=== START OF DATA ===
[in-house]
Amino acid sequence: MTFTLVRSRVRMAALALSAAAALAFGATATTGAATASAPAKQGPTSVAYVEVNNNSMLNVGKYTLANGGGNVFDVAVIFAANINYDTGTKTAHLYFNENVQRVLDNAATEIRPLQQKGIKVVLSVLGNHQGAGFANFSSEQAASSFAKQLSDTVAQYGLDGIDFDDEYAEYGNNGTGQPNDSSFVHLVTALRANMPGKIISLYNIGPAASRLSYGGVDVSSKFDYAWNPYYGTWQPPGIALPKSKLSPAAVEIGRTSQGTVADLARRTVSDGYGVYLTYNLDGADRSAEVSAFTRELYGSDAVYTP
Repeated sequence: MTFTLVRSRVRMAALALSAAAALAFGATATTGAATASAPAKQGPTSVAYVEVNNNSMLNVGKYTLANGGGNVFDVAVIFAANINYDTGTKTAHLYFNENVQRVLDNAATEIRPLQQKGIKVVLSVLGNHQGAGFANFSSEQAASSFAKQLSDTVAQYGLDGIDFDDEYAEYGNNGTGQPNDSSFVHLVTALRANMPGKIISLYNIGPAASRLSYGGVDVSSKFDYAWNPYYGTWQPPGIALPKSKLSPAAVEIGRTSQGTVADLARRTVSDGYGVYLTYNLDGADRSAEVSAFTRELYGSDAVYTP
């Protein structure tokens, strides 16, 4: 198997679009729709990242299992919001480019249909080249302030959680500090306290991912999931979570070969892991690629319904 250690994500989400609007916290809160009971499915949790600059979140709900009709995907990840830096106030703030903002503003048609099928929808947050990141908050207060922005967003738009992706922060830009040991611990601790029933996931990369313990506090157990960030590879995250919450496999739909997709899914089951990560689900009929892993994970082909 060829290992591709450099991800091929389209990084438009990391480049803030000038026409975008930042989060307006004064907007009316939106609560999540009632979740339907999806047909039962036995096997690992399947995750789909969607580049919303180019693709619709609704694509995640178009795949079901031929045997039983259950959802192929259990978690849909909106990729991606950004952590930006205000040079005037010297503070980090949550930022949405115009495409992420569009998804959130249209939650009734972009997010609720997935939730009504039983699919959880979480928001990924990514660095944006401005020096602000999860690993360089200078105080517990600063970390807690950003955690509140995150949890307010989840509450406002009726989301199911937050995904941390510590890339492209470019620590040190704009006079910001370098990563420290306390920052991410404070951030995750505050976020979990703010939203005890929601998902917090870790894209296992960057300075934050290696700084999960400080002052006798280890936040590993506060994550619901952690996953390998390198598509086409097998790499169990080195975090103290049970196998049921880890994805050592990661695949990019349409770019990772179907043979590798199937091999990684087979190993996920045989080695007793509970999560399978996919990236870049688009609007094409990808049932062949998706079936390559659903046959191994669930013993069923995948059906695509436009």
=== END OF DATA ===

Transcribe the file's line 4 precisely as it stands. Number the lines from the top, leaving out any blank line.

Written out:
């Protein structure tokens, strides 16, 4: 198997679009729709990242299992919001480019249909080249302030959680500090306290991912999931979570070969892991690629319904 250690994500989400609007916290809160009971499915949790600059979140709900009709995907990840830096106030703030903002503003048609099928929808947050990141908050207060922005967003738009992706922060830009040991611990601790029933996931990369313990506090157990960030590879995250919450496999739909997709899914089951990560689900009929892993994970082909 060829290992591709450099991800091929389209990084438009990391480049803030000038026409975008930042989060307006004064907007009316939106609560999540009632979740339907999806047909039962036995096997690992399947995750789909969607580049919303180019693709619709609704694509995640178009795949079901031929045997039983259950959802192929259990978690849909909106990729991606950004952590930006205000040079005037010297503070980090949550930022949405115009495409992420569009998804959130249209939650009734972009997010609720997935939730009504039983699919959880979480928001990924990514660095944006401005020096602000999860690993360089200078105080517990600063970390807690950003955690509140995150949890307010989840509450406002009726989301199911937050995904941390510590890339492209470019620590040190704009006079910001370098990563420290306390920052991410404070951030995750505050976020979990703010939203005890929601998902917090870790894209296992960057300075934050290696700084999960400080002052006798280890936040590993506060994550619901952690996953390998390198598509086409097998790499169990080195975090103290049970196998049921880890994805050592990661695949990019349409770019990772179907043979590798199937091999990684087979190993996920045989080695007793509970999560399978996919990236870049688009609007094409990808049932062949998706079936390559659903046959191994669930013993069923995948059906695509436009």